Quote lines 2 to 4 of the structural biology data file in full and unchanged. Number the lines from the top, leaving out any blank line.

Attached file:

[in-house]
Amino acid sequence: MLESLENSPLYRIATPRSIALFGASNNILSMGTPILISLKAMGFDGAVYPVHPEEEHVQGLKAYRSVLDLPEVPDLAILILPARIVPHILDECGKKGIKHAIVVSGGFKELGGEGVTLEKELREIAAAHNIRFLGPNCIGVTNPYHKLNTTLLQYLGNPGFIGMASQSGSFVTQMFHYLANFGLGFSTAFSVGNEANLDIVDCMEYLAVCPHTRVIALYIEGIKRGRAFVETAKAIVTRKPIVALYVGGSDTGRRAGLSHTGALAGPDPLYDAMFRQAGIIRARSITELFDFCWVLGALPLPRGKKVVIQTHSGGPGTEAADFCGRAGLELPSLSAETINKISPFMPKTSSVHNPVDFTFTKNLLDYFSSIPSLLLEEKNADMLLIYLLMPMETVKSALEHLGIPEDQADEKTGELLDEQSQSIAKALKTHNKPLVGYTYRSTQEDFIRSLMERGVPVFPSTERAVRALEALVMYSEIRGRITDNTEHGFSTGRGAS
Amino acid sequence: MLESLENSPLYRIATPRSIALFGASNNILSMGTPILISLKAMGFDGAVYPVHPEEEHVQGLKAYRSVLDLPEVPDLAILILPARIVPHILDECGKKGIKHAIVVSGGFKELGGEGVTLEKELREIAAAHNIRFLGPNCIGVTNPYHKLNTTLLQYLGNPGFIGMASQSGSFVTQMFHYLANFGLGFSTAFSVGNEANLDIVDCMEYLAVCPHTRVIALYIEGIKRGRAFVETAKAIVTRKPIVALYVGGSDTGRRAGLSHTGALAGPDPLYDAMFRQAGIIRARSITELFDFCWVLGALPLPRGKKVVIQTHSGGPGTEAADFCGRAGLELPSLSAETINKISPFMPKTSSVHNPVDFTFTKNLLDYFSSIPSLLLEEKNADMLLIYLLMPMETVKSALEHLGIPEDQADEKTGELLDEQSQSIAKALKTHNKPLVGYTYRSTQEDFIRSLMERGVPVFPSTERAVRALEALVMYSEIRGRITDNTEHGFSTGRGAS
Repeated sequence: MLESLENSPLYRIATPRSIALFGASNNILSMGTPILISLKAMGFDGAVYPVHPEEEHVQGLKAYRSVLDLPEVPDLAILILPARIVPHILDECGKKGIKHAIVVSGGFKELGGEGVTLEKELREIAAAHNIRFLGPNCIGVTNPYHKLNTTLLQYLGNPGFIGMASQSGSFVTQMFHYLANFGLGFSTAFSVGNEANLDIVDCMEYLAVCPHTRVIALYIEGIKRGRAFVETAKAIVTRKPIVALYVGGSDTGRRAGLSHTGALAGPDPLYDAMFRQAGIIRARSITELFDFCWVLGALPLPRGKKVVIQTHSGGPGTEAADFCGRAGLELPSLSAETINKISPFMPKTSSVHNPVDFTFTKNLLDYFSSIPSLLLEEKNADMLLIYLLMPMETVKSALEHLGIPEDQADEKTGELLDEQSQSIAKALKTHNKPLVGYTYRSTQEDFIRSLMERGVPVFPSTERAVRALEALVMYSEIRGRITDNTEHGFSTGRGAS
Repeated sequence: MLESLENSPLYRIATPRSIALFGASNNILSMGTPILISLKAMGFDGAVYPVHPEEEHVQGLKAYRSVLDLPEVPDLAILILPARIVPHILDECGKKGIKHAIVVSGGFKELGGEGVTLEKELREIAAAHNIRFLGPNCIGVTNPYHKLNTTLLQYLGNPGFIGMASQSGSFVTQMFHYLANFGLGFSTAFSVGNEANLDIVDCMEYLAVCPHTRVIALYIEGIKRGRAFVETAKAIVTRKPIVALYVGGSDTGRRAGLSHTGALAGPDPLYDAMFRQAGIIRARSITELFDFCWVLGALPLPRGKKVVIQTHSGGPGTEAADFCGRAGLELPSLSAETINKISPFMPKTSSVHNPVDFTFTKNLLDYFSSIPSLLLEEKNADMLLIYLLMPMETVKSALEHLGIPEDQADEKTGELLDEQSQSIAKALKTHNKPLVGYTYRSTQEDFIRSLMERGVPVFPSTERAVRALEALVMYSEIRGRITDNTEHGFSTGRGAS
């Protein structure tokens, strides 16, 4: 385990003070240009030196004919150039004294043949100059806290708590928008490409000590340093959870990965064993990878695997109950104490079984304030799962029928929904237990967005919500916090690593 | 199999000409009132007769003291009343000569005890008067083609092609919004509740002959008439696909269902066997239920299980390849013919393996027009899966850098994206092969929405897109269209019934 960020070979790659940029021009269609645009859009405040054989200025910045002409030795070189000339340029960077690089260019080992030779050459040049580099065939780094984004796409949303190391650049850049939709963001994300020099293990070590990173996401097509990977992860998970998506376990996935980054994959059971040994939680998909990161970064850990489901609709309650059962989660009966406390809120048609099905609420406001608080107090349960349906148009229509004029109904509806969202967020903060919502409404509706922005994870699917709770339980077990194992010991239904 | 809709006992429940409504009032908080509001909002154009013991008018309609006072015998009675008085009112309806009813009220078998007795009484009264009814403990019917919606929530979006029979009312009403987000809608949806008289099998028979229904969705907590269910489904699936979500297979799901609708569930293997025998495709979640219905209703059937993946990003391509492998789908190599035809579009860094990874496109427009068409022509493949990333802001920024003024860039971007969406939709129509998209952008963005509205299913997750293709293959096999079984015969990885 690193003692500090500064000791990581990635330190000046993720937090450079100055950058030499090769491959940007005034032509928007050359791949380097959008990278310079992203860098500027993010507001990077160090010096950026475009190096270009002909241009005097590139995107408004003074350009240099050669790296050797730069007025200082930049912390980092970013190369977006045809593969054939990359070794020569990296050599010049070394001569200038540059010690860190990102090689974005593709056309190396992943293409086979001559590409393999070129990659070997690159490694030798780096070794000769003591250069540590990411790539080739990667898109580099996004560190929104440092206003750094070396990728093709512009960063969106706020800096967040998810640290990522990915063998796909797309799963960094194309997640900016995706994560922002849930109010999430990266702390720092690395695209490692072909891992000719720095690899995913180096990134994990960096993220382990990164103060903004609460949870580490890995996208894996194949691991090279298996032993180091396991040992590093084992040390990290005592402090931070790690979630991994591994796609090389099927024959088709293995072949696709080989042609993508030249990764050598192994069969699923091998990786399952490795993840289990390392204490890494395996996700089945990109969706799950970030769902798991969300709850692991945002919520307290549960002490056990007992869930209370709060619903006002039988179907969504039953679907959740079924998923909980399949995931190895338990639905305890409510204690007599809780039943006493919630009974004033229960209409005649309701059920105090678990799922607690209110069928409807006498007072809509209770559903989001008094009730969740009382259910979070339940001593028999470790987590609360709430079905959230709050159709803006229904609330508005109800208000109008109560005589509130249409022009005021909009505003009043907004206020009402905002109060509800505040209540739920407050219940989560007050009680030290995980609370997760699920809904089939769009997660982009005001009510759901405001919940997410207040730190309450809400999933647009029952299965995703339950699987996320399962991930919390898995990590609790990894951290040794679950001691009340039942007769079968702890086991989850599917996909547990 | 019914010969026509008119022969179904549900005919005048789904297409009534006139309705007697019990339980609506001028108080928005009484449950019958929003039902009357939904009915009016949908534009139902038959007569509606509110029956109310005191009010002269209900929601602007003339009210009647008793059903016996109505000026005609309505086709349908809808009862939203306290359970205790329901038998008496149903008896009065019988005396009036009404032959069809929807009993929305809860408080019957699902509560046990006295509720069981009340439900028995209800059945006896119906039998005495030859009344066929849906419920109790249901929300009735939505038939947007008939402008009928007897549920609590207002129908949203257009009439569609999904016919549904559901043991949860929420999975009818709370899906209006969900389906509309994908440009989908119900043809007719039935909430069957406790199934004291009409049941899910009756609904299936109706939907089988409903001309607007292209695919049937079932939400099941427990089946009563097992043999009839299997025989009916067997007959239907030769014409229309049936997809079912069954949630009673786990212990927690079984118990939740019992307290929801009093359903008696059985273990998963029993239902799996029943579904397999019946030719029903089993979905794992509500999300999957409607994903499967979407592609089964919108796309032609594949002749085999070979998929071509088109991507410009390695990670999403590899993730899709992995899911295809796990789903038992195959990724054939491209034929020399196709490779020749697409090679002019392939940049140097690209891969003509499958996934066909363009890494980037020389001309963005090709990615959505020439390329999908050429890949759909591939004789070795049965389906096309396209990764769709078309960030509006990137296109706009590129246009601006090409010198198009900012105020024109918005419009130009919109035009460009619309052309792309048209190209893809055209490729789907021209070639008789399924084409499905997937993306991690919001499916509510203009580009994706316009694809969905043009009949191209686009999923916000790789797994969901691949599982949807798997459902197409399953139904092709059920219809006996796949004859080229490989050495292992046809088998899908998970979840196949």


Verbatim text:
Amino acid sequence: MLESLENSPLYRIATPRSIALFGASNNILSMGTPILISLKAMGFDGAVYPVHPEEEHVQGLKAYRSVLDLPEVPDLAILILPARIVPHILDECGKKGIKHAIVVSGGFKELGGEGVTLEKELREIAAAHNIRFLGPNCIGVTNPYHKLNTTLLQYLGNPGFIGMASQSGSFVTQMFHYLANFGLGFSTAFSVGNEANLDIVDCMEYLAVCPHTRVIALYIEGIKRGRAFVETAKAIVTRKPIVALYVGGSDTGRRAGLSHTGALAGPDPLYDAMFRQAGIIRARSITELFDFCWVLGALPLPRGKKVVIQTHSGGPGTEAADFCGRAGLELPSLSAETINKISPFMPKTSSVHNPVDFTFTKNLLDYFSSIPSLLLEEKNADMLLIYLLMPMETVKSALEHLGIPEDQADEKTGELLDEQSQSIAKALKTHNKPLVGYTYRSTQEDFIRSLMERGVPVFPSTERAVRALEALVMYSEIRGRITDNTEHGFSTGRGAS
Amino acid sequence: MLESLENSPLYRIATPRSIALFGASNNILSMGTPILISLKAMGFDGAVYPVHPEEEHVQGLKAYRSVLDLPEVPDLAILILPARIVPHILDECGKKGIKHAIVVSGGFKELGGEGVTLEKELREIAAAHNIRFLGPNCIGVTNPYHKLNTTLLQYLGNPGFIGMASQSGSFVTQMFHYLANFGLGFSTAFSVGNEANLDIVDCMEYLAVCPHTRVIALYIEGIKRGRAFVETAKAIVTRKPIVALYVGGSDTGRRAGLSHTGALAGPDPLYDAMFRQAGIIRARSITELFDFCWVLGALPLPRGKKVVIQTHSGGPGTEAADFCGRAGLELPSLSAETINKISPFMPKTSSVHNPVDFTFTKNLLDYFSSIPSLLLEEKNADMLLIYLLMPMETVKSALEHLGIPEDQADEKTGELLDEQSQSIAKALKTHNKPLVGYTYRSTQEDFIRSLMERGVPVFPSTERAVRALEALVMYSEIRGRITDNTEHGFSTGRGAS
Repeated sequence: MLESLENSPLYRIATPRSIALFGASNNILSMGTPILISLKAMGFDGAVYPVHPEEEHVQGLKAYRSVLDLPEVPDLAILILPARIVPHILDECGKKGIKHAIVVSGGFKELGGEGVTLEKELREIAAAHNIRFLGPNCIGVTNPYHKLNTTLLQYLGNPGFIGMASQSGSFVTQMFHYLANFGLGFSTAFSVGNEANLDIVDCMEYLAVCPHTRVIALYIEGIKRGRAFVETAKAIVTRKPIVALYVGGSDTGRRAGLSHTGALAGPDPLYDAMFRQAGIIRARSITELFDFCWVLGALPLPRGKKVVIQTHSGGPGTEAADFCGRAGLELPSLSAETINKISPFMPKTSSVHNPVDFTFTKNLLDYFSSIPSLLLEEKNADMLLIYLLMPMETVKSALEHLGIPEDQADEKTGELLDEQSQSIAKALKTHNKPLVGYTYRSTQEDFIRSLMERGVPVFPSTERAVRALEALVMYSEIRGRITDNTEHGFSTGRGAS